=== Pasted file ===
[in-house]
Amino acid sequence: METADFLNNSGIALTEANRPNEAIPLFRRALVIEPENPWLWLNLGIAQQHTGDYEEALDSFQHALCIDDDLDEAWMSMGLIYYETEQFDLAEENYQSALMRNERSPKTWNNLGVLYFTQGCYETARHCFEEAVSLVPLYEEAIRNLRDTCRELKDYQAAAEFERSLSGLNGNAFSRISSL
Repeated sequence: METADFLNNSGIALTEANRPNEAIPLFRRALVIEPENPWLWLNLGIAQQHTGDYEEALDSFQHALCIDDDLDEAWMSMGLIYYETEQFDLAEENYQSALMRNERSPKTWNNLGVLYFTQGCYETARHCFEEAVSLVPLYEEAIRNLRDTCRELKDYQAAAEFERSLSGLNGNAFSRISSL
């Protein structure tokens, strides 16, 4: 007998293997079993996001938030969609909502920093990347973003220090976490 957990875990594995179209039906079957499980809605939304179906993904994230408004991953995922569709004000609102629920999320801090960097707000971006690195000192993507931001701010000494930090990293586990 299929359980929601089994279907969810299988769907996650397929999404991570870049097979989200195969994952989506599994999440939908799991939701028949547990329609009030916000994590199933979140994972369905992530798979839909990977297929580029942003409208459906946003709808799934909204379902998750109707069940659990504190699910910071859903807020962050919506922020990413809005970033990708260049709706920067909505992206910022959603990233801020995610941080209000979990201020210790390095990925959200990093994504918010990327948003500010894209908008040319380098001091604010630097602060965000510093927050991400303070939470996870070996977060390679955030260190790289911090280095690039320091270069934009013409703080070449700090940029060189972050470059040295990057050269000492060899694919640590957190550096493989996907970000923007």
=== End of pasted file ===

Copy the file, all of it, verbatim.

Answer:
[in-house]
Amino acid sequence: METADFLNNSGIALTEANRPNEAIPLFRRALVIEPENPWLWLNLGIAQQHTGDYEEALDSFQHALCIDDDLDEAWMSMGLIYYETEQFDLAEENYQSALMRNERSPKTWNNLGVLYFTQGCYETARHCFEEAVSLVPLYEEAIRNLRDTCRELKDYQAAAEFERSLSGLNGNAFSRISSL
Repeated sequence: METADFLNNSGIALTEANRPNEAIPLFRRALVIEPENPWLWLNLGIAQQHTGDYEEALDSFQHALCIDDDLDEAWMSMGLIYYETEQFDLAEENYQSALMRNERSPKTWNNLGVLYFTQGCYETARHCFEEAVSLVPLYEEAIRNLRDTCRELKDYQAAAEFERSLSGLNGNAFSRISSL
């Protein structure tokens, strides 16, 4: 007998293997079993996001938030969609909502920093990347973003220090976490 957990875990594995179209039906079957499980809605939304179906993904994230408004991953995922569709004000609102629920999320801090960097707000971006690195000192993507931001701010000494930090990293586990 299929359980929601089994279907969810299988769907996650397929999404991570870049097979989200195969994952989506599994999440939908799991939701028949547990329609009030916000994590199933979140994972369905992530798979839909990977297929580029942003409208459906946003709808799934909204379902998750109707069940659990504190699910910071859903807020962050919506922020990413809005970033990708260049709706920067909505992206910022959603990233801020995610941080209000979990201020210790390095990925959200990093994504918010990327948003500010894209908008040319380098001091604010630097602060965000510093927050991400303070939470996870070996977060390679955030260190790289911090280095690039320091270069934009013409703080070449700090940029060189972050470059040295990057050269000492060899694919640590957190550096493989996907970000923007």